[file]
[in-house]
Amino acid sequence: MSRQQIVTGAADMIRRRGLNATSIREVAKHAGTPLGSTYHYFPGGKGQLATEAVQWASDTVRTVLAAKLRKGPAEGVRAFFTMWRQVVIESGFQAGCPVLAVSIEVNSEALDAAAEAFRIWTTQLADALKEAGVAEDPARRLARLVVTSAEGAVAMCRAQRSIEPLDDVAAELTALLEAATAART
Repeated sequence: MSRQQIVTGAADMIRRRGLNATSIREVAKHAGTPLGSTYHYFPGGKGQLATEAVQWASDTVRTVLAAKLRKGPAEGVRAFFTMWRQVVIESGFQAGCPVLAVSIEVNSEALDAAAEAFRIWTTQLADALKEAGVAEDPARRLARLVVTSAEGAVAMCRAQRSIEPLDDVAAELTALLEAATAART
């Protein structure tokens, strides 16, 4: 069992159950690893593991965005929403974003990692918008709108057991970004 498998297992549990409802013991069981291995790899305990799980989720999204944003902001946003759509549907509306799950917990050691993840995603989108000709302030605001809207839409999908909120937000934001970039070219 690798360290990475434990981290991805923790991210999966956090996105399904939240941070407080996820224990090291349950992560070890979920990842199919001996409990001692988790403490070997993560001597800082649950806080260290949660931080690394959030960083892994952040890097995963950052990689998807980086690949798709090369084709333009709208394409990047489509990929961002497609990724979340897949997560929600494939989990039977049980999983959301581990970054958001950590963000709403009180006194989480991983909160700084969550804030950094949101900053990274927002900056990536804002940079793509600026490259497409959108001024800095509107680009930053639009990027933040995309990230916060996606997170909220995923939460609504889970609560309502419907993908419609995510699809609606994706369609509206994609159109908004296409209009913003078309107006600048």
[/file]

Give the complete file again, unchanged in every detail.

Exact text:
[in-house]
Amino acid sequence: MSRQQIVTGAADMIRRRGLNATSIREVAKHAGTPLGSTYHYFPGGKGQLATEAVQWASDTVRTVLAAKLRKGPAEGVRAFFTMWRQVVIESGFQAGCPVLAVSIEVNSEALDAAAEAFRIWTTQLADALKEAGVAEDPARRLARLVVTSAEGAVAMCRAQRSIEPLDDVAAELTALLEAATAART
Repeated sequence: MSRQQIVTGAADMIRRRGLNATSIREVAKHAGTPLGSTYHYFPGGKGQLATEAVQWASDTVRTVLAAKLRKGPAEGVRAFFTMWRQVVIESGFQAGCPVLAVSIEVNSEALDAAAEAFRIWTTQLADALKEAGVAEDPARRLARLVVTSAEGAVAMCRAQRSIEPLDDVAAELTALLEAATAART
């Protein structure tokens, strides 16, 4: 069992159950690893593991965005929403974003990692918008709108057991970004 498998297992549990409802013991069981291995790899305990799980989720999204944003902001946003759509549907509306799950917990050691993840995603989108000709302030605001809207839409999908909120937000934001970039070219 690798360290990475434990981290991805923790991210999966956090996105399904939240941070407080996820224990090291349950992560070890979920990842199919001996409990001692988790403490070997993560001597800082649950806080260290949660931080690394959030960083892994952040890097995963950052990689998807980086690949798709090369084709333009709208394409990047489509990929961002497609990724979340897949997560929600494939989990039977049980999983959301581990970054958001950590963000709403009180006194989480991983909160700084969550804030950094949101900053990274927002900056990536804002940079793509600026490259497409959108001024800095509107680009930053639009990027933040995309990230916060996606997170909220995923939460609504889970609560309502419907993908419609995510699809609606994706369609509206994609159109908004296409209009913003078309107006600048």